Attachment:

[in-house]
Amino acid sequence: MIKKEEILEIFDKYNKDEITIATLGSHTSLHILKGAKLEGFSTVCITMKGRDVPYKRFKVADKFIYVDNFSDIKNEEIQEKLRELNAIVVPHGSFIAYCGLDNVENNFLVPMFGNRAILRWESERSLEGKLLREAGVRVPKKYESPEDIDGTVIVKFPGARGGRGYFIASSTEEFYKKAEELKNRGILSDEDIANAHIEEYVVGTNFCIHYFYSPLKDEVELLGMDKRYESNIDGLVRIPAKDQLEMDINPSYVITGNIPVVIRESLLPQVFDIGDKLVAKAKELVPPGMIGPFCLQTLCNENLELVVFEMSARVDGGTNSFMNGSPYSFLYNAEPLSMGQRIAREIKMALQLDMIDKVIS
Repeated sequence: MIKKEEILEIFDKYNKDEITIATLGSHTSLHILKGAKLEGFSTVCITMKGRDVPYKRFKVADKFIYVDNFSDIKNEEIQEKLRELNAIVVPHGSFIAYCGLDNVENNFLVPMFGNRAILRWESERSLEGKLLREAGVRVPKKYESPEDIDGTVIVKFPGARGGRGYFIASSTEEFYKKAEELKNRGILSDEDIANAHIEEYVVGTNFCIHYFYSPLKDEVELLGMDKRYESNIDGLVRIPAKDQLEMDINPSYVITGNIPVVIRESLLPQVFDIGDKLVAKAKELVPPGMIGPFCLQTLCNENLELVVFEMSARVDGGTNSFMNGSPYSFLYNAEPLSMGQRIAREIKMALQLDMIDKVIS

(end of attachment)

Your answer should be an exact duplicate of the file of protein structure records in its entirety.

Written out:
[in-house]
Amino acid sequence: MIKKEEILEIFDKYNKDEITIATLGSHTSLHILKGAKLEGFSTVCITMKGRDVPYKRFKVADKFIYVDNFSDIKNEEIQEKLRELNAIVVPHGSFIAYCGLDNVENNFLVPMFGNRAILRWESERSLEGKLLREAGVRVPKKYESPEDIDGTVIVKFPGARGGRGYFIASSTEEFYKKAEELKNRGILSDEDIANAHIEEYVVGTNFCIHYFYSPLKDEVELLGMDKRYESNIDGLVRIPAKDQLEMDINPSYVITGNIPVVIRESLLPQVFDIGDKLVAKAKELVPPGMIGPFCLQTLCNENLELVVFEMSARVDGGTNSFMNGSPYSFLYNAEPLSMGQRIAREIKMALQLDMIDKVIS
Repeated sequence: MIKKEEILEIFDKYNKDEITIATLGSHTSLHILKGAKLEGFSTVCITMKGRDVPYKRFKVADKFIYVDNFSDIKNEEIQEKLRELNAIVVPHGSFIAYCGLDNVENNFLVPMFGNRAILRWESERSLEGKLLREAGVRVPKKYESPEDIDGTVIVKFPGARGGRGYFIASSTEEFYKKAEELKNRGILSDEDIANAHIEEYVVGTNFCIHYFYSPLKDEVELLGMDKRYESNIDGLVRIPAKDQLEMDINPSYVITGNIPVVIRESLLPQVFDIGDKLVAKAKELVPPGMIGPFCLQTLCNENLELVVFEMSARVDGGTNSFMNGSPYSFLYNAEPLSMGQRIAREIKMALQLDMIDKVIS